Do unregulated recruitment practices result in discrimination? Check out the infographic explaining how recruitment practices in South Africa deny applicants their right to fair labour process.
The good people of South Africa must question the legitimacy of recruitment practices that are falling foul of the Constitution, creating an exploitative contractual environment for applicants.
Here’s How Recruitment Punishes the Public
Instituting Labour Market Prejudice and Discrimination
In a chaotic democracy, such as the current South Africa, it’s not unusual to see firms exploiting market vulnerabilities. High unemployment levels and lack of good governance leads to exploitative behaviours.
Ignorance is Allowed. It feeds Profit.
No one takes accountability for educating our population about their rights. This ignorance and a desperation for income allows firms to institute unfair wages systems.
No Corporate Governance. No Accountability.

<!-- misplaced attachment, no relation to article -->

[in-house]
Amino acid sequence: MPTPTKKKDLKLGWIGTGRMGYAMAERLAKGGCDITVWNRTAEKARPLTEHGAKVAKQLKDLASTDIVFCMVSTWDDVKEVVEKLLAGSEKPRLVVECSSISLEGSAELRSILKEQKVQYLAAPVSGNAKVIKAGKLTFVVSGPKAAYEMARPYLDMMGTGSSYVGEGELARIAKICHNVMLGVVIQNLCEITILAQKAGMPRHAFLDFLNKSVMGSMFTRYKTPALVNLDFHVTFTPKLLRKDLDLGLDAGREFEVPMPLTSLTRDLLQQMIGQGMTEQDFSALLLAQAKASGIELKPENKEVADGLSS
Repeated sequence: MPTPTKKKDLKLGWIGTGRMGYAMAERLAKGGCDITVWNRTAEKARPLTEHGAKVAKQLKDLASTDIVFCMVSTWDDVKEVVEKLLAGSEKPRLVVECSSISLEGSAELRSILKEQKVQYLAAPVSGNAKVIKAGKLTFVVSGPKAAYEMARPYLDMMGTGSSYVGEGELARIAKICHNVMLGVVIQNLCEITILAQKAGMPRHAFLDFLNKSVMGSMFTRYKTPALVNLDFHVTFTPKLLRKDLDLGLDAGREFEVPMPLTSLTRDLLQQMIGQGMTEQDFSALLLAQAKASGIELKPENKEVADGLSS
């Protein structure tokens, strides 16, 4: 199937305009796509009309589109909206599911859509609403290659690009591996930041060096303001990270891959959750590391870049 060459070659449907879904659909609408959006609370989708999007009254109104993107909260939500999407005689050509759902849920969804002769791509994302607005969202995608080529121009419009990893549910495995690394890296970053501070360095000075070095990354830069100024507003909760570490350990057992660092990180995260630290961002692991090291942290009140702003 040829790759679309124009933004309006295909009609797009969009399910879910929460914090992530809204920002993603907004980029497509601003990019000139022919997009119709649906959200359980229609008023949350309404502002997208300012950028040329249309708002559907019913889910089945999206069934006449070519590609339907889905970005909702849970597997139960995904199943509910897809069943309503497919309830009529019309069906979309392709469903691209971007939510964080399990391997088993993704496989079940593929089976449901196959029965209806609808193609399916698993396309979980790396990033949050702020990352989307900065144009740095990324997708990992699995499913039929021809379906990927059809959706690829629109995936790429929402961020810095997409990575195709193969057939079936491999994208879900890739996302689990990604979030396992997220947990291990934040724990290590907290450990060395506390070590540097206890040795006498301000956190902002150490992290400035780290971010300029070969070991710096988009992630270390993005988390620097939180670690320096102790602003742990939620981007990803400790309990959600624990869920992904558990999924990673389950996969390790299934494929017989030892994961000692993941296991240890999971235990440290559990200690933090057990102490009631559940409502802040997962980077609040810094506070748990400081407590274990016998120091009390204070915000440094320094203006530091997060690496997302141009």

The lack of governance and destruction of support from institutions South Africans should be able to trust and count on, allows firms to break from legislation and embark on shameless discriminatory behaviours.
Firms and even government institutions show no remorse for allowing organised exploitation as they operate fearlessly in an unrestricted labour environment. Unions complain about the increase in labour cases and the Department of Labour is not only inundated but also ineffective.
Firm Freedom F***s
There are growing concerns that recruiters and firms fatten up on liberties they are not entitled to.
Such as demanding confidential information disclosed in pay slips.
Another is omitting salary information from job adverts.
Omission prejudices an applicants right to fair wage negotiations and alludes to income inequality.
Firms claim they omit details as they don’t want competitors to see what they are paying.
If this is true, why do they believe they are entitled to demand a competitors pay information before a candidate can be considered for employment?
This goes against the interests of competition as outlined in the Competition Act.
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If applicants have a right to fair labour process then they should be able to negotiate their wage for a new job based on job requirements and what the employer is willing to pay.
Firms should be competing for labour, not fixing labour wages according to confidential information obtained illicitly.
When pay information is withheld in adverts, it means the wage offer is based on what a candidate is willing to accept as opposed to what the firm is willing to pay.